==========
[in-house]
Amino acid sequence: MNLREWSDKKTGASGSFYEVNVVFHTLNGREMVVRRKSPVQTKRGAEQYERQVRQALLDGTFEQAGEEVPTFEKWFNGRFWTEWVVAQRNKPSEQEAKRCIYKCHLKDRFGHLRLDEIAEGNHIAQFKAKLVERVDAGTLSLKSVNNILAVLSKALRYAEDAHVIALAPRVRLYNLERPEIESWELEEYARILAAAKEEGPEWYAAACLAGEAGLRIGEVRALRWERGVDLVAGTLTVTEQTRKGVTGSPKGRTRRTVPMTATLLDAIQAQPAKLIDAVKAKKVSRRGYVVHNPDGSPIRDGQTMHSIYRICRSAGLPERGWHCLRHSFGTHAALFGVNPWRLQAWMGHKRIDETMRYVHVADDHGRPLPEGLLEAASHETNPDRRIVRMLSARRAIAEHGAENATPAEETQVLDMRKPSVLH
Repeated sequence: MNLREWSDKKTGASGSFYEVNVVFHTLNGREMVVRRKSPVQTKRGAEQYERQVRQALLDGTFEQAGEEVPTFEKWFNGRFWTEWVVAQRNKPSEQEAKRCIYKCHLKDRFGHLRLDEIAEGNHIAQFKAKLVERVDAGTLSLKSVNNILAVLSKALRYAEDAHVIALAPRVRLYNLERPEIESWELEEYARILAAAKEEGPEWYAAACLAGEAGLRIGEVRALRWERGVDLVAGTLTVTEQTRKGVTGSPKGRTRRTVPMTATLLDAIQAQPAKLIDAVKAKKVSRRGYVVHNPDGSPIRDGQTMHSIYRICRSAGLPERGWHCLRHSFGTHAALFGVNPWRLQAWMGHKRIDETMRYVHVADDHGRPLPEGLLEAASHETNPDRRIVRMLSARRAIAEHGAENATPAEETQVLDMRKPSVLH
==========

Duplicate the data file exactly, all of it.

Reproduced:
[in-house]
Amino acid sequence: MNLREWSDKKTGASGSFYEVNVVFHTLNGREMVVRRKSPVQTKRGAEQYERQVRQALLDGTFEQAGEEVPTFEKWFNGRFWTEWVVAQRNKPSEQEAKRCIYKCHLKDRFGHLRLDEIAEGNHIAQFKAKLVERVDAGTLSLKSVNNILAVLSKALRYAEDAHVIALAPRVRLYNLERPEIESWELEEYARILAAAKEEGPEWYAAACLAGEAGLRIGEVRALRWERGVDLVAGTLTVTEQTRKGVTGSPKGRTRRTVPMTATLLDAIQAQPAKLIDAVKAKKVSRRGYVVHNPDGSPIRDGQTMHSIYRICRSAGLPERGWHCLRHSFGTHAALFGVNPWRLQAWMGHKRIDETMRYVHVADDHGRPLPEGLLEAASHETNPDRRIVRMLSARRAIAEHGAENATPAEETQVLDMRKPSVLH
Repeated sequence: MNLREWSDKKTGASGSFYEVNVVFHTLNGREMVVRRKSPVQTKRGAEQYERQVRQALLDGTFEQAGEEVPTFEKWFNGRFWTEWVVAQRNKPSEQEAKRCIYKCHLKDRFGHLRLDEIAEGNHIAQFKAKLVERVDAGTLSLKSVNNILAVLSKALRYAEDAHVIALAPRVRLYNLERPEIESWELEEYARILAAAKEEGPEWYAAACLAGEAGLRIGEVRALRWERGVDLVAGTLTVTEQTRKGVTGSPKGRTRRTVPMTATLLDAIQAQPAKLIDAVKAKKVSRRGYVVHNPDGSPIRDGQTMHSIYRICRSAGLPERGWHCLRHSFGTHAALFGVNPWRLQAWMGHKRIDETMRYVHVADDHGRPLPEGLLEAASHETNPDRRIVRMLSARRAIAEHGAENATPAEETQVLDMRKPSVLH